An American robin visits a willow oak tree at Masonville Cove Environmental Education Center in Baltimore on April 11, 2019. (Image by Will Parson/Chesapeake Bay Program)

Keep an eye out around waterways each spring and fall: you will likely see deliveries of young trees and a flurry of human activity. Your neighbors are planting those trees and shrubs to make what will become a riparian buffer, a zone of plants along the river or stream that helps protect it from pollutants that can wash off the land. These buffers help shade the streams, stabilize its banks, provide habitat for wildlife and can even be a source of income—but the trees must live long enough to grow up. It is important to choose the right tree for the right place, and that means planning for the future of the trees, the land and the community.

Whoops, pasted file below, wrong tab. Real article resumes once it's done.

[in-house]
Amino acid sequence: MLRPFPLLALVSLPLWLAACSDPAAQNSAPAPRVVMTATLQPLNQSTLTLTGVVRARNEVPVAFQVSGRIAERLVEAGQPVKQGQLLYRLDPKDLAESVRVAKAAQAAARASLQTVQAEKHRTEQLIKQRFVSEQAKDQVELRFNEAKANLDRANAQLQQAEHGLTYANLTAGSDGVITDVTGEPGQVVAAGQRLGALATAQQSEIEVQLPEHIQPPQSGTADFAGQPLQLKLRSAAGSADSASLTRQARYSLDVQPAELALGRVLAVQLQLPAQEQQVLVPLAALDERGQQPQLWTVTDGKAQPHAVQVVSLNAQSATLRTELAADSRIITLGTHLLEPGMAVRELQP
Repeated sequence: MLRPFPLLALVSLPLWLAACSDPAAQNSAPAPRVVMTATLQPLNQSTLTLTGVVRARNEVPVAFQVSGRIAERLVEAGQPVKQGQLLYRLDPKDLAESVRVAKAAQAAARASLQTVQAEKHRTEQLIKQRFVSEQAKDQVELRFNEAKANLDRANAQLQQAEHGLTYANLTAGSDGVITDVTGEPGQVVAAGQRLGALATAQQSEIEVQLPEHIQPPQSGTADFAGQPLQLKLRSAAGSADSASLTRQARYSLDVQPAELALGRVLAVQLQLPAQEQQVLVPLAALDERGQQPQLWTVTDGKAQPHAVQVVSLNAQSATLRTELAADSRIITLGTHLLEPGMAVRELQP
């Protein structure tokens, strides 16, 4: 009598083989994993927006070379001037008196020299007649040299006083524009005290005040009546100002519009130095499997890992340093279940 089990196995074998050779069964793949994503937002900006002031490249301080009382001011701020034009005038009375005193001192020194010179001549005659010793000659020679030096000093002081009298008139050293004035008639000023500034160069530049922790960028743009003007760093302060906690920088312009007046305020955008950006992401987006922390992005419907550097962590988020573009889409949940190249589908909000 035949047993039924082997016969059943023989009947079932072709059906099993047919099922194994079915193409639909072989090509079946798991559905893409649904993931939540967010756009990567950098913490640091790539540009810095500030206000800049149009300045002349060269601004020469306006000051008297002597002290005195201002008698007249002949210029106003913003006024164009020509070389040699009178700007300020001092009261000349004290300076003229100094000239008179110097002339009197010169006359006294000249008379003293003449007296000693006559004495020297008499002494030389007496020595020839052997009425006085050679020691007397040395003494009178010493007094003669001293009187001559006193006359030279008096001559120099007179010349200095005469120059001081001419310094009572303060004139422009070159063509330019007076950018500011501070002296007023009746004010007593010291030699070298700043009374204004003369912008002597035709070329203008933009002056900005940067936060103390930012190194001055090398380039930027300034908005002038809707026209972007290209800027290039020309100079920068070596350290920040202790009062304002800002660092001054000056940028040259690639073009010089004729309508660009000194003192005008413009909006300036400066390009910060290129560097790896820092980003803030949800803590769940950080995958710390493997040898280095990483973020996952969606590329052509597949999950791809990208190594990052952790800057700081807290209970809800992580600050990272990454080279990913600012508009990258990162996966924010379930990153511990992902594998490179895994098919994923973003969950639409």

People often assume one tree is as good as another, but all that is green is not uniform—different species have different needs, whether it is environmental requirements, historical or cultural significance, susceptibilities to insects or disease, profit opportunities or weather. The most successful plantings are those that consider challenges that may arise.

All trees will need some kind of maintenance but choosing the right species and making sure it is planted correctly can reduce the need for upkeep and other challenges. A buffer in a floodplain (where the river naturally overflows) should be planted with species that like wet roots, while a buffer planted for crops should be planted for ease of constant access.